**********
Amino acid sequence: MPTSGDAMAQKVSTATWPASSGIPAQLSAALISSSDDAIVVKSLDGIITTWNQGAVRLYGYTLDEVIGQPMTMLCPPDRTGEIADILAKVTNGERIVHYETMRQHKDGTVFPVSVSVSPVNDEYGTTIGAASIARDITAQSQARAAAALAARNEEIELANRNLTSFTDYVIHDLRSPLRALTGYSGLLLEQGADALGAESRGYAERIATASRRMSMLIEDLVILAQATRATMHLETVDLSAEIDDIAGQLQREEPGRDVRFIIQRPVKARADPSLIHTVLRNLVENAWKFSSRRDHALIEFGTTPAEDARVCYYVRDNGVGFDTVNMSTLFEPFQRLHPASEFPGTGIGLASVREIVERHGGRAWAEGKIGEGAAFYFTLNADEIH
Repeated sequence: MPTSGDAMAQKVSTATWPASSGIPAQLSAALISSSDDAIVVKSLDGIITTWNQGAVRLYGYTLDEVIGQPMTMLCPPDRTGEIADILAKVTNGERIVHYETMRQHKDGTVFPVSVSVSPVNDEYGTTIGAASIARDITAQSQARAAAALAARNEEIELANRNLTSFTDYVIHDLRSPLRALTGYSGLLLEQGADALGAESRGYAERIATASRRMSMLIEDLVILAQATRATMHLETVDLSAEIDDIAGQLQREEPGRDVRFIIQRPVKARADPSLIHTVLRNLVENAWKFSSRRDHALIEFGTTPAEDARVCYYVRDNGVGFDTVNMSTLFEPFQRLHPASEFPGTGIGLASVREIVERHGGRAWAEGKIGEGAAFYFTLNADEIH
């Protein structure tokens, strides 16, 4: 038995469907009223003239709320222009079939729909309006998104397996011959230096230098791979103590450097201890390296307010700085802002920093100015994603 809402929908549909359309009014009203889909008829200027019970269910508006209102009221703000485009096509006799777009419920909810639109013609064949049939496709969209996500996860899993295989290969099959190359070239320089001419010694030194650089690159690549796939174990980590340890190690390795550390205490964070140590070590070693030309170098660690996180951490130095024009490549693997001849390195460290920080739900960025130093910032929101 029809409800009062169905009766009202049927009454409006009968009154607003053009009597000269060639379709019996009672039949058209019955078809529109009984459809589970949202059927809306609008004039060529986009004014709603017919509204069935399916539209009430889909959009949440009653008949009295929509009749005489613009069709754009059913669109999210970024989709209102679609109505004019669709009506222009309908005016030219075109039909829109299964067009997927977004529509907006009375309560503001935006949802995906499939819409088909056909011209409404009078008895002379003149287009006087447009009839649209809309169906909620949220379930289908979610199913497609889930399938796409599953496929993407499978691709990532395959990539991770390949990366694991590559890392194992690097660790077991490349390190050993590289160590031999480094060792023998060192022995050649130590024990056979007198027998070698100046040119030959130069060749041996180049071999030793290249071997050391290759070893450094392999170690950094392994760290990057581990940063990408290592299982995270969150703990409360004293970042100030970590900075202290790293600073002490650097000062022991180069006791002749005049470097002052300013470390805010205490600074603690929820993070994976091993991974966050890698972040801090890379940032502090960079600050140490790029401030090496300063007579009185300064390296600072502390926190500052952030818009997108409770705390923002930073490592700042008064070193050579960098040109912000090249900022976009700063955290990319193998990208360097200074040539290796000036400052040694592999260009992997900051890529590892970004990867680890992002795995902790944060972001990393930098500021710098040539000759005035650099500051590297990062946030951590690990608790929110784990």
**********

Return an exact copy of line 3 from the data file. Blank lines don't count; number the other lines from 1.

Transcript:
């Protein structure tokens, strides 16, 4: 038995469907009223003239709320222009079939729909309006998104397996011959230096230098791979103590450097201890390296307010700085802002920093100015994603 809402929908549909359309009014009203889909008829200027019970269910508006209102009221703000485009096509006799777009419920909810639109013609064949049939496709969209996500996860899993295989290969099959190359070239320089001419010694030194650089690159690549796939174990980590340890190690390795550390205490964070140590070590070693030309170098660690996180951490130095024009490549693997001849390195460290920080739900960025130093910032929101 029809409800009062169905009766009202049927009454409006009968009154607003053009009597000269060639379709019996009672039949058209019955078809529109009984459809589970949202059927809306609008004039060529986009004014709603017919509204069935399916539209009430889909959009949440009653008949009295929509009749005489613009069709754009059913669109999210970024989709209102679609109505004019669709009506222009309908005016030219075109039909829109299964067009997927977004529509907006009375309560503001935006949802995906499939819409088909056909011209409404009078008895002379003149287009006087447009009839649209809309169906909620949220379930289908979610199913497609889930399938796409599953496929993407499978691709990532395959990539991770390949990366694991590559890392194992690097660790077991490349390190050993590289160590031999480094060792023998060192022995050649130590024990056979007198027998070698100046040119030959130069060749041996180049071999030793290249071997050391290759070893450094392999170690950094392994760290990057581990940063990408290592299982995270969150703990409360004293970042100030970590900075202290790293600073002490650097000062022991180069006791002749005049470097002052300013470390805010205490600074603690929820993070994976091993991974966050890698972040801090890379940032502090960079600050140490790029401030090496300063007579009185300064390296600072502390926190500052952030818009997108409770705390923002930073490592700042008064070193050579960098040109912000090249900022976009700063955290990319193998990208360097200074040539290796000036400052040694592999260009992997900051890529590892970004990867680890992002795995902790944060972001990393930098500021710098040539000759005035650099500051590297990062946030951590690990608790929110784990």